Cancer Screening > Breast Cancer Screening
Breast Cancer Screening
What is breast cancer screening?
Screening examinations are tests performed to find disease before symptoms begin. The goal of screening is to detect disease at its earliest and most treatable stage. In order to be widely accepted and recommended by medical practitioners, a screening program must meet a number of criteria, including reducing the number of deaths from the given disease.
Screening tests may include laboratory tests to check blood and other fluids, genetic tests that look for inherited genetic markers linked to disease, and imaging tests that produce pictures of the inside of the body. These tests are typically available to the general population; however, an individual's needs for a specific screening test are based on factors such as age, gender and family history.
In breast cancer screening, a woman who has no signs or symptoms of breast cancer undergoes a breast examination such as:
Supplemental Breast Cancer Screening
Many studies have shown that ultrasound and magnetic resonance imaging (MRI) can help supplement mammography by detecting breast cancers that may not be visible with mammography. Neither MRI nor ultrasound is meant to replace mammography. Rather, they are used in conjunction with mammography in selected women. Women should consult with their referring doctor or radiologist to determine if MRI or ultrasound screening is appropriate for them.
Who should consider breast cancer screening – and why?
About Breast Cancer
Breast Cancer is cancer that forms in tissues of the breast, usually in the ducts (tubes that carry milk to the nipple) and lobules (glands that make milk). It occurs in both men and women, although male breast cancer is rare.
Breast cancer is the second leading cause of death from cancer in American women. About one woman in eight will be diagnosed with the disease over the course of her lifetime. A woman's risk of developing breast cancer increases with:
Women at high risk for breast cancer include those who have:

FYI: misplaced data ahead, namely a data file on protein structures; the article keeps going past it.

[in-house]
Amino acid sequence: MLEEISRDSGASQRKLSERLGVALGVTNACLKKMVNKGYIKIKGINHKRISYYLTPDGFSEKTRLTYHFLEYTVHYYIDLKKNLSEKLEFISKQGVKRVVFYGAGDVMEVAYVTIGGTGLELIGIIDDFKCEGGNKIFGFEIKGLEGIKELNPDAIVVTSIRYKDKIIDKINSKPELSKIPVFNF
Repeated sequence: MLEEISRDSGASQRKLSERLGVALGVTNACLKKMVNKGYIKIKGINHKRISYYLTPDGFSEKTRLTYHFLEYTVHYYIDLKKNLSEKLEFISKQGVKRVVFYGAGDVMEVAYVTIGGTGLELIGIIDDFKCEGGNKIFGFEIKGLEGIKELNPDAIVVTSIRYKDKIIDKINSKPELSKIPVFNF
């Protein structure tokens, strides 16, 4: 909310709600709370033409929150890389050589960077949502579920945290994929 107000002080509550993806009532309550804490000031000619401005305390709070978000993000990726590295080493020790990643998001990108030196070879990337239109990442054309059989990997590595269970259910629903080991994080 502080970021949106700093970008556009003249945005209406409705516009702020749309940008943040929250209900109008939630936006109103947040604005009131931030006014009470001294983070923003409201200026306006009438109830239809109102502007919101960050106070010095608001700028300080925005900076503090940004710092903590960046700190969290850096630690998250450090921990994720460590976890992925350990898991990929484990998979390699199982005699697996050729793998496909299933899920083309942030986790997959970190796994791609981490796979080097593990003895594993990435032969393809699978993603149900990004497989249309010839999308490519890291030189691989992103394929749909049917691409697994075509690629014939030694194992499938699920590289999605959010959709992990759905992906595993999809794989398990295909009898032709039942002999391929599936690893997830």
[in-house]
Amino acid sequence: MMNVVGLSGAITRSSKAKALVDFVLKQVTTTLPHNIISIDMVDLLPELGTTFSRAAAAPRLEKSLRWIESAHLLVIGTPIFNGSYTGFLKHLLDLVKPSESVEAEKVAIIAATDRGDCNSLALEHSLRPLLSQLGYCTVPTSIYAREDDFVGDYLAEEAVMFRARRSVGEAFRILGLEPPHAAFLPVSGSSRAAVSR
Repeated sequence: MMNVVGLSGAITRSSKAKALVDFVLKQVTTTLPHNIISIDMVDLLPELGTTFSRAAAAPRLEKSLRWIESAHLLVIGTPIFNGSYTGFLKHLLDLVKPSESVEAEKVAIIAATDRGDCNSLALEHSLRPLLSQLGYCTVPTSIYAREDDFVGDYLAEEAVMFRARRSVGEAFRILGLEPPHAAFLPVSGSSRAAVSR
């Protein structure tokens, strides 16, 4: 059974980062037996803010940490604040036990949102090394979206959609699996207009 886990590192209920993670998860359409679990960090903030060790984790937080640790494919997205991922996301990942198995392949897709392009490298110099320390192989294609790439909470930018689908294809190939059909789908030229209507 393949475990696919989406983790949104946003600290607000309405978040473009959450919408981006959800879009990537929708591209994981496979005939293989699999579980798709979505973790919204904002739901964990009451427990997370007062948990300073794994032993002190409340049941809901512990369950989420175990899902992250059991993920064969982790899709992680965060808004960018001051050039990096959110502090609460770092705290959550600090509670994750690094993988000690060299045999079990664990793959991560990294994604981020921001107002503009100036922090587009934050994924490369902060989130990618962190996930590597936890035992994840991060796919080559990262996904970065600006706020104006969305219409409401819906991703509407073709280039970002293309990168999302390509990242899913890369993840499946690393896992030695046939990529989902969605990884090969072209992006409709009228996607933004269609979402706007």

Although guidelines differ, major regulatory bodies agree that annual screening mammography starting at age 40 saves lives. According to the U.S. Department of Health and Human Services (HHS), women between the ages of 40 and 74 who have screening mammograms have a lower chance of dying from breast cancer than women who do not. Screening mammography is recommended every year for women who are at average risk for breast cancer beginning at age 40 by the American College of Radiology (ACR) and the Radiological Society of North America (RSNA). The American Cancer Society (ACS) recommends that women aged 40-44 talk to their doctor and consider screening, which saves lives. Per ACS, screening mammography should begin at age 45 and be done every year until age 55 after which women can transition to every other year. The United States Preventive Services Task Force (USPSTF) recommends that regular screening mammography for average risk women should begin at age 50 and be done every other year. The National Cancer Institute (NCI) advises women who have had breast cancer and those who are at increased risk due to a family history of breast cancer to seek expert medical advice about the frequency of screening and whether they should begin screening before age 40. The age at which screening mammography should stop has not been firmly established but in general, it is thought that screening should continue as long as a woman is in good health regardless of age.
Women at high risk for breast cancer should follow different guidelines. According to American Cancer Society guidelines, most women at high risk should begin screening with MRI and mammography at age 30 and continue for as long they are in good health. Some women at high risk may begin MRI screening at age 25. It is important to remember that most breast cancer occurs in women with no risk factors.
Women should see their radiologist or primary care doctor to determine when to begin and how often to undergo breast cancer screening.
How is breast cancer screening performed?
Clinical Breast Exam